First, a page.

Closing in. Trump’s release comes as his inner circle continues to be hit hard by the virus. Several top White House and Republican officials have tested positive for COVID-19 in recent days with White House Press Secretary Kayleigh McEnany being the latest after she announced on Monday on Twitter that she had tested positive.

A new beginning? There is some speculation that Trump’s personal experience with the disease may cause him to change his approach to the pandemic and adopt a more serious tone, similar to the way other infected leaders have. But as Foreign Policy’s Micah Zenko wrote, “the president will never take COVID-19 seriously, and the federal government’s lack of urgency and overall incompetency will persist.”

More damage. More than that, Trump’s experience could hurt the United States’ already damaged reputation on the international stage. Not only does it open obvious vulnerabilities in the country’s constitutional fabric that its adversaries could exploit, it also erodes Trump’s credibility even further and could make other governments even more distrustful of the him. In the event of an international incident, Zenko warned that “during the remaining weeks of the presidential campaign … few would believe anything uttered by Trump or anyone who works for him.”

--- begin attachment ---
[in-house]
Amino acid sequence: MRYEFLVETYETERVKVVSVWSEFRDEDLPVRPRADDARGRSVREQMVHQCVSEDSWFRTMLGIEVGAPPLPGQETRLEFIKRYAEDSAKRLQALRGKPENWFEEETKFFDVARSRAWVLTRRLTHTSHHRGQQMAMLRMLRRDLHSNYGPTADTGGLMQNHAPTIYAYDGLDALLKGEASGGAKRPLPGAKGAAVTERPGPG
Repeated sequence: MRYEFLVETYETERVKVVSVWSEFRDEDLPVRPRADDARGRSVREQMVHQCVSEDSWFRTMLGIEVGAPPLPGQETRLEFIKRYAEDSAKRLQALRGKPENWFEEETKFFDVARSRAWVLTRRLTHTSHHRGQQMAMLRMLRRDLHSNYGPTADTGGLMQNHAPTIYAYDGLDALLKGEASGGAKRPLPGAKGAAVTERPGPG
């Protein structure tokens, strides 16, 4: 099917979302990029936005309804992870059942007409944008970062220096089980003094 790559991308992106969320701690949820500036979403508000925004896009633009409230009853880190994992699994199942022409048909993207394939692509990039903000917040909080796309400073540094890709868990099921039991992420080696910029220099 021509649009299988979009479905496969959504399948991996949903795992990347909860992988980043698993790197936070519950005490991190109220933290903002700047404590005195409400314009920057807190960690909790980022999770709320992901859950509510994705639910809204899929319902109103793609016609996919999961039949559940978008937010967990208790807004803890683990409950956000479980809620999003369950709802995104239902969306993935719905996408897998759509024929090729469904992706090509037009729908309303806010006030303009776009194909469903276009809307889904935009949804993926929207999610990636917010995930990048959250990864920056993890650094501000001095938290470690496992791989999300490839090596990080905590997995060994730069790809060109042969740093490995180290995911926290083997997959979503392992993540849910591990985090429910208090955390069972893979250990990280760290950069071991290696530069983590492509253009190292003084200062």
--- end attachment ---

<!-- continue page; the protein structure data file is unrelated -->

What We’re Following Today

Venezuela strikes gold. Venezuelan President Nicolás Maduro has scored an important victory in the United Kingdom. A British appeals court ruled that a legal battle over $1 billion in gold belonging to the Venezuelan government but stored in London should be reconsidered. The ruling reversed a decision made by a lower court which said that the British government had recognized opposition leader Juan Guaidó as interim president, meaning Maduro couldn’t withdraw the funds. But the justices presiding over the case said that the British government’s continued willingness to work with Maduro diplomatically is inconsistent with its official stance on the matter.

The status of the gold was left uncertain after Washington successfully convinced London to block Maduro’s access to it. Venezuela’s central bank sued the Bank of England over the move, and Monday’s decision put Maduro in a stronger position to actually retrieve the gold.